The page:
This week I had the pleasure of talking to fellow dutchy Harold Buter. Harold is the CTO for Peasoup and we had a lively discussion about Virtual SAN and why Peasoup decided to incorporate Virtual SAN in their architecture, what struck me was the fact that Peasoup Hosting was brought to life partly as a result of the Virtual SAN release. When we introduced Virtual SAN, Harold and his co-founder realized that this was a unique opportunity to build something from the ground up while avoiding big upfront costs typically associated with legacy arrays. How awesome is that, a new product that results in to new ideas and in the end a new company and product offering.
The conversation of course didn’t end there, lets get in to some more details. We discussed the use case first. PeaSoup is a hosting / cloud provider. Today they have two clusters running based on Virtual SAN. They have a management cluster which hosts all components needed for a vCloud Director environment and then they have a resource cluster. The great thing for PeaSoup was that they could start out with a relatively low investment in hardware and scale fast when new customers on-board or when existing customers require new hardware.
Talking about hardware PeaSoup looked at many different configurations and vendors and for their compute platform decided to go with Fujitsu RX300 rack mount servers. Harold mentioned that by far these were the best choice for them in terms of price, build quality and service. Personally it surprised me that Fujitsu came out as the cheapest option, it didn’t surprise me that Fujitsu’s service and build quality was excellent though. Specs wise the servers have 800GB SSDs, 7200 RPM NL-SAS disks and 256GB memory and of course two CPUs (Intel 2620 v2 – 6 core).
Harold pointed out that the only down side of this particular Fujitsu configuration was the fact that it only came with a disk controller that is limited to “RAID O” only, no passthrough. I asked him if they experienced any issues around that and he mentioned that they had 1 disk failure so far and that is resulted in having to reboot the server in order to recreate a RAID-0 set for that new disk. Not too big of a deal for PeaSoup, but of course if possible he would prefer to prevent this reboot from being needed. The disk controller by the way is based on the LSI 2208 chipset and it is one of things PeaSoup was very thorough about, making sure it was supported and that it had a high queue depth. The “HCL” came up multiple times during the conversation and Harold felt that although doing a lot of research up front and creating a scalable and repeatable architecture takes time, it also results in a very reliable environment with predictable performance. For a cloud provider reliability and user experience is literally your bread and butter, they couldn’t afford to “guess”. That was also one of the reasons they selected a VSAN Ready Node configuration as a foundation and tweaked where their environment and anticipated workload would require it.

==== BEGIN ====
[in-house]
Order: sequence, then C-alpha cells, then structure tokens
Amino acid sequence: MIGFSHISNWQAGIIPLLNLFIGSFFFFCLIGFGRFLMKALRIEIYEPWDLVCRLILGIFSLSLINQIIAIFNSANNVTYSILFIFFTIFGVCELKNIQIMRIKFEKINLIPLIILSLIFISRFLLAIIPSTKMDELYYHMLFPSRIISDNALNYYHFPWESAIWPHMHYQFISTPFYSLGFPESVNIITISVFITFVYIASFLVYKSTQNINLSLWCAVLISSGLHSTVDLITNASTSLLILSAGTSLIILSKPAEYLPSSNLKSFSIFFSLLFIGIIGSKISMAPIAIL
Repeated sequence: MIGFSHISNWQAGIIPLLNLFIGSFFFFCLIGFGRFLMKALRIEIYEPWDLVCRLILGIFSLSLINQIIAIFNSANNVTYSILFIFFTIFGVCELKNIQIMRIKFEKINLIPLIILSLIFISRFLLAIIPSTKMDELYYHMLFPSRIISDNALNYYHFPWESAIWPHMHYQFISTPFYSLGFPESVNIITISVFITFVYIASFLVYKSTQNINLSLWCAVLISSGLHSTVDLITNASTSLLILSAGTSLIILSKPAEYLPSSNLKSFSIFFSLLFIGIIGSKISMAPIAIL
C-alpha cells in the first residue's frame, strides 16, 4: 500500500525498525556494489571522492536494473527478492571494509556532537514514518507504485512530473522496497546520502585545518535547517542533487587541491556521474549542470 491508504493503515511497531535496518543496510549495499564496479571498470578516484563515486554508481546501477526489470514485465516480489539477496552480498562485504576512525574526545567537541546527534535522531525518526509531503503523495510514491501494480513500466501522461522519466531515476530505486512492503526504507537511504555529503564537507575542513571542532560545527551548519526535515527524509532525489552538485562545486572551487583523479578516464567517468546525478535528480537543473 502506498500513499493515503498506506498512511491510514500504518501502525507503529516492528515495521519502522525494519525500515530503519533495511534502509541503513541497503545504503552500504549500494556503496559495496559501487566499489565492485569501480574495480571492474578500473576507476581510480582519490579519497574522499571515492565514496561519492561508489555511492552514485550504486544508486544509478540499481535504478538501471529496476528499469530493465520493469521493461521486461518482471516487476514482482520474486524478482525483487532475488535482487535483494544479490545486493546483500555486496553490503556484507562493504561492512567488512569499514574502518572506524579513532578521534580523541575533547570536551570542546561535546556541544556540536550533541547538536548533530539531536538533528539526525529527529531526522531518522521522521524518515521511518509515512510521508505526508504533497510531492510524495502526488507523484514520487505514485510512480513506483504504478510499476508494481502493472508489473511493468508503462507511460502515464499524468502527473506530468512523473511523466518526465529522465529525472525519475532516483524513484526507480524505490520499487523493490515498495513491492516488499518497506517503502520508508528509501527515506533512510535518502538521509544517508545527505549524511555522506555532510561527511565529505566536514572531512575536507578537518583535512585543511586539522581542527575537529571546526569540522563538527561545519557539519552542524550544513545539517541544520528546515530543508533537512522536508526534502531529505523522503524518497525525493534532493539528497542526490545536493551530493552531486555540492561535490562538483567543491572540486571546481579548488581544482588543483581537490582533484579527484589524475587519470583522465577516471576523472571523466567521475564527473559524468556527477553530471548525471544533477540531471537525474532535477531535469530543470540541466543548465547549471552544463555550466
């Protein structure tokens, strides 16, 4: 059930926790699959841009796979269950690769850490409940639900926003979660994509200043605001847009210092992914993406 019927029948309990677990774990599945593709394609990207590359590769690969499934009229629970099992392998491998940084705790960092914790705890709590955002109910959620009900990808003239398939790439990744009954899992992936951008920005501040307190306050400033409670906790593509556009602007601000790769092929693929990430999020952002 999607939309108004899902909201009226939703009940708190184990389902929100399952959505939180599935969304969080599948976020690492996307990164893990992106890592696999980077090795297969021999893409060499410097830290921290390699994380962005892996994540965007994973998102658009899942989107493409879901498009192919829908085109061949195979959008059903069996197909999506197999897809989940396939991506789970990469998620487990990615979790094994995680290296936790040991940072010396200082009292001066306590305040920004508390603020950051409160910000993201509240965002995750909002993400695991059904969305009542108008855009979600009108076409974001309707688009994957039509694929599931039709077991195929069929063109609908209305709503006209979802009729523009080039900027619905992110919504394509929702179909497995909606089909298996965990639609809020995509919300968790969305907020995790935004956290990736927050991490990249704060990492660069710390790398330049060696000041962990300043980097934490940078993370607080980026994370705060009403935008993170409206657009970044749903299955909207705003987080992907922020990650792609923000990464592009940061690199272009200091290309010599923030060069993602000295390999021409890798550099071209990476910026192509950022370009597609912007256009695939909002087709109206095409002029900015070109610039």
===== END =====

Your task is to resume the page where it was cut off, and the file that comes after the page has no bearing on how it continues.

Key take away: RAID-0 works perfectly fine during normal usage, only when disks need to be replaced a slight different operational process is required.
Anticipated is a keyword once again as it has been in many of the conversations I’ve had before, it is often unknown what kind of workloads will run on top of these infrastructures which means that you need to be able to be flexible in terms of scaling up versus scaling out. Virtual SAN provides just that to PeaSoup. We also spoke about the networking aspect. As a cloud provider running vCloud Director and Virtual SAN networking is a big aspect of the overall architecture. I was interested in knowing what kind of switching hardware was being used. PeaSoup uses Huawei 10GbE switches(CE6850), and each Server is connected with at least 4 x 10GbE port to these switches. PeaSoup dedicated 2 of these ports to Virtual SAN, which wasn’t a requirement from a load perspective (or from VMware’s point of view) but they preferred this level of redundancy and performance while having a lot of room to grow. Resiliency and future proof are key for PeaSoup. Price vs Quality was also a big factor in the decision to go with Huawei switches, Huawei in this case had the best price/quality ratio.